The Dow Jones Industrial Average yesterday broke through the 10,000 barrier for the first time in a year and a half as Wall Street celebrated evidence that consumer and business spending is sustaining the economic recovery.
After weeks of flirting with the mark, reports of a 0.9 percent jump in sales at the nation’s stores, stabilizing unemployment claims and a second monthly rise of 0.4 percent in business inventory spending helped push the Dow up 86 points to 10,008. The Nasdaq Composite Index surged 38 points to 1,942.
“Everest was conquered,” said Larry Wachtel, commentator at Prudential Securities, adding that after a few failed attempts, traders were “grimly hanging tough” until the closing bell rang.
In a sign that yesterday’s foray over 10,000 may stick this time, he said the market waited for solid reasons to cross over; “bulls are not running rampant” like they were in 1999, the first time the milestone was reached.
The gains at retailers reported by the Commerce Department were broad and better than economists expected, and were accompanied by news from the Labor Department that claims for unemployment benefits are stabilizing at levels associated with modest job growth. Various surveys of employers also are showing the likelihood of a pick-up in hiring next year.
News from the Federal Reserve also lifted the market late in the day after gains from the morning’s economic reports left the Dow just short of 10,000. Minutes from an Oct. 28 meeting of the Fed’s rate-setting committee indicated that the central bank may wait until the end of 2005 or later to raise interest rates now that the economy is recovering — far longer than most Fed-watchers predicted.
“That’s a lifetime from now for the financial markets,” said Douglas Porter, an economist at BMO Nesbitt Burns Inc., noting that the Fed minutes indicated that the central bank would like to see a much stronger job market before it moves up rates.
“The Fed can be patient,” he said. “They don’t see the slack in the labor market being eliminated until late 2005.” The Fed report provoked an immediate drop in the yield on Treasury’s bellwether 10-year bond from 4.35 percent to 4.23 percent.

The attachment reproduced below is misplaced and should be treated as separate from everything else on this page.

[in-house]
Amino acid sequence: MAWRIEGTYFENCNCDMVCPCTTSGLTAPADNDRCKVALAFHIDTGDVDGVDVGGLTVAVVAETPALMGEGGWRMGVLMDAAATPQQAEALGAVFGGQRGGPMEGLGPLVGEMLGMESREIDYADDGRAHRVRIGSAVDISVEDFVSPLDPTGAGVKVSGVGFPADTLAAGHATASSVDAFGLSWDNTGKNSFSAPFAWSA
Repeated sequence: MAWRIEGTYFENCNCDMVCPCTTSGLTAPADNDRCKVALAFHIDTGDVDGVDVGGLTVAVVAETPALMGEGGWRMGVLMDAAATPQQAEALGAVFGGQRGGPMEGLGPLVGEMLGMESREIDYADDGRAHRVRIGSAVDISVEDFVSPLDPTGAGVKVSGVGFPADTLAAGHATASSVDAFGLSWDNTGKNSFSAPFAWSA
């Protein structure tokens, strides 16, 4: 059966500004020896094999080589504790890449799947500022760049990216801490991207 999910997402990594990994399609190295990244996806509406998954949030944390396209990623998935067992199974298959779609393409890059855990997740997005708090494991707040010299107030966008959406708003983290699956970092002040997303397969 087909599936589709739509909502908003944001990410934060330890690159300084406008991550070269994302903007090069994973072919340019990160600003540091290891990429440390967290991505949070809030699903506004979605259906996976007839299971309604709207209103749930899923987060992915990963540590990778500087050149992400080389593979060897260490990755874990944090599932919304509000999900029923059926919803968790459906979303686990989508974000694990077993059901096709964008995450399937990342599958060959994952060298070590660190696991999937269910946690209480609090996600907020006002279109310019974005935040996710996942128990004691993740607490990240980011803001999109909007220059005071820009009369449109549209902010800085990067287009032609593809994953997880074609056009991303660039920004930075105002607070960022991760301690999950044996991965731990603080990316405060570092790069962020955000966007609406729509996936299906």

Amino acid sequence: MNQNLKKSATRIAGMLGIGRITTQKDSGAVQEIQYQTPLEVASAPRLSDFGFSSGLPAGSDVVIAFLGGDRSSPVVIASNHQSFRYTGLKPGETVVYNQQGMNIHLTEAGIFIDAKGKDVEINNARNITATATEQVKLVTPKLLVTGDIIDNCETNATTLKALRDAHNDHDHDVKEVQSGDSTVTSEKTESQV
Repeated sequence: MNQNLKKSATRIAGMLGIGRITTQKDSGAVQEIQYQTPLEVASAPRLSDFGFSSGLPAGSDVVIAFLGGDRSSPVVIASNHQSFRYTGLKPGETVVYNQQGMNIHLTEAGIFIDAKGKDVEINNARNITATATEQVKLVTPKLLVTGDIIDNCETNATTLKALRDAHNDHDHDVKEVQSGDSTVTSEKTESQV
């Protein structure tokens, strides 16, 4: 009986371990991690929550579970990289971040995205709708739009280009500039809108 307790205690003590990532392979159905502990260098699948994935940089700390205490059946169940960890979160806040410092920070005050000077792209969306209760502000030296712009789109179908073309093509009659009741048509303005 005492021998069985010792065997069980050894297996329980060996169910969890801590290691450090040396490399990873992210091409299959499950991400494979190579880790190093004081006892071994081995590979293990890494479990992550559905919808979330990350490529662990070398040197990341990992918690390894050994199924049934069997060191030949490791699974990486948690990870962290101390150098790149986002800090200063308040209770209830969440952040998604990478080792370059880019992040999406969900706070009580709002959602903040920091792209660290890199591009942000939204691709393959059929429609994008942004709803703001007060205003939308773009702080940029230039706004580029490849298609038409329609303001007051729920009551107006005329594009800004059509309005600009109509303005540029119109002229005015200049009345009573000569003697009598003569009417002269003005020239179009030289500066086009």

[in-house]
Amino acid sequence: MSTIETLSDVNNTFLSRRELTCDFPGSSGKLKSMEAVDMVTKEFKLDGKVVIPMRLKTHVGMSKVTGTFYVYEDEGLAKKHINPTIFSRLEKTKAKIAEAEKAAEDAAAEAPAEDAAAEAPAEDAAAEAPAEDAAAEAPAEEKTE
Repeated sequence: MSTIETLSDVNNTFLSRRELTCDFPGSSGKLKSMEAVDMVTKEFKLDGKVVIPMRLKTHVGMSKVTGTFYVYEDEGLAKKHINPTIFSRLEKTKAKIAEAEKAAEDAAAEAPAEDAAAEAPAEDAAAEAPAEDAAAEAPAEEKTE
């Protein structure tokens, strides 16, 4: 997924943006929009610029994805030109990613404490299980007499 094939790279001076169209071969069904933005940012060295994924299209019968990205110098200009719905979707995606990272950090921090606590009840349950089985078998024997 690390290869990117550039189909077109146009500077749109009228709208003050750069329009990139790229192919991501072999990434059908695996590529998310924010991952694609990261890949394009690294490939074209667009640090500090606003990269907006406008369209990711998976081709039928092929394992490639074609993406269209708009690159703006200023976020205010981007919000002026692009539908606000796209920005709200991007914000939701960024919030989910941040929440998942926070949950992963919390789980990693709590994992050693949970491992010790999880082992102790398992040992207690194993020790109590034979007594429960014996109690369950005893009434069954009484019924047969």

While low interest rates and growth in consumer spending are critical to sustain the recovery, John Silvia, chief economist at Wachovia Securities, said the rise in inventories reported by the Commerce Department is also important for the recovery.
“Rising inventories reinforce the growth story by adding to the gross domestic product as well as to industrial production,” he said. With the growth in inventories likely to continue as stocks have fallen to record lows with respect to sales, “the period of inventory retrenchment is over,” he said.
More upbeat market forecasts from Wall Street gurus also boosted stocks yesterday. Abby Joseph Cohen, who is Goldman, Sachs & Co.’s chief investment strategist, raised her earnings estimates for companies in the Standard & Poor’s 500 Index and said the benchmark may rise 18 percent in the next year to 1,250.
“The next phase of the equity bull market will be less intense than the past few months,” Ms. Cohen told clients, but profits will continue to be fed by global economic expansion, rising productivity and a falling dollar. “Although total returns are expected to be moderate, they still are likely to exceed the historical trend.”
Ms. Cohen and most other analysts expect U.S. economic growth to cool from the steamy 8.2 percent pace set in the summer quarter. But thanks to that spurt of growth, stoked by tax cuts and extraordinarily low interest rates, earnings for the S&P; 500 companies last quarter climbed 21.3 percent. That was the biggest increase in more than three years, according to Thomson Financial.
“Investors should focus on the expected durability of profit growth, rather than the unsurprising deceleration in 2004,” she said. Ms. Cohen advises investors to keep three-quarters of their assets in stocks.